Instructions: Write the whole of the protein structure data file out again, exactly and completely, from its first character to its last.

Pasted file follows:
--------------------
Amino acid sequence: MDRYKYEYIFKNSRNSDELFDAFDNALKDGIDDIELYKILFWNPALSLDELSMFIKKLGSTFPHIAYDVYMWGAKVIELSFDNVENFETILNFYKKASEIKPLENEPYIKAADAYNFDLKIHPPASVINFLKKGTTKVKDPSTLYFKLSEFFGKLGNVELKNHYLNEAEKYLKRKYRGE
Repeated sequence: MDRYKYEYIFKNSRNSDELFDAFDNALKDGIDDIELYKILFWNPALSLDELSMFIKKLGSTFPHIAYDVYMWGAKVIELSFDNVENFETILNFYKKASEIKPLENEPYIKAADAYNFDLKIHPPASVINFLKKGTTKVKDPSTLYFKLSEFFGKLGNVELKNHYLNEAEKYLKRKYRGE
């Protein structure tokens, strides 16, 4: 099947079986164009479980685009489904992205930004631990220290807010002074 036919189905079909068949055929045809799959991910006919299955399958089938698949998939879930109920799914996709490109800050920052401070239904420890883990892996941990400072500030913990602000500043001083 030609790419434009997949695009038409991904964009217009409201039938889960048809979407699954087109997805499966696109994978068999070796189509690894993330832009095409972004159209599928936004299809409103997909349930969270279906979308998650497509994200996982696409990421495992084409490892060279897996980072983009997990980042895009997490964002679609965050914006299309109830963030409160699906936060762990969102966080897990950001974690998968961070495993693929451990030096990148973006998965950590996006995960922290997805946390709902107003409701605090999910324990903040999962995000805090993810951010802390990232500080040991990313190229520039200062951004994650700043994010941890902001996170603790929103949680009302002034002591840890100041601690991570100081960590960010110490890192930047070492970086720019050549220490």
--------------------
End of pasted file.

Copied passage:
Amino acid sequence: MDRYKYEYIFKNSRNSDELFDAFDNALKDGIDDIELYKILFWNPALSLDELSMFIKKLGSTFPHIAYDVYMWGAKVIELSFDNVENFETILNFYKKASEIKPLENEPYIKAADAYNFDLKIHPPASVINFLKKGTTKVKDPSTLYFKLSEFFGKLGNVELKNHYLNEAEKYLKRKYRGE
Repeated sequence: MDRYKYEYIFKNSRNSDELFDAFDNALKDGIDDIELYKILFWNPALSLDELSMFIKKLGSTFPHIAYDVYMWGAKVIELSFDNVENFETILNFYKKASEIKPLENEPYIKAADAYNFDLKIHPPASVINFLKKGTTKVKDPSTLYFKLSEFFGKLGNVELKNHYLNEAEKYLKRKYRGE
């Protein structure tokens, strides 16, 4: 099947079986164009479980685009489904992205930004631990220290807010002074 036919189905079909068949055929045809799959991910006919299955399958089938698949998939879930109920799914996709490109800050920052401070239904420890883990892996941990400072500030913990602000500043001083 030609790419434009997949695009038409991904964009217009409201039938889960048809979407699954087109997805499966696109994978068999070796189509690894993330832009095409972004159209599928936004299809409103997909349930969270279906979308998650497509994200996982696409990421495992084409490892060279897996980072983009997990980042895009997490964002679609965050914006299309109830963030409160699906936060762990969102966080897990950001974690998968961070495993693929451990030096990148973006998965950590996006995960922290997805946390709902107003409701605090999910324990903040999962995000805090993810951010802390990232500080040991990313190229520039200062951004994650700043994010941890902001996170603790929103949680009302002034002591840890100041601690991570100081960590960010110490890192930047070492970086720019050549220490």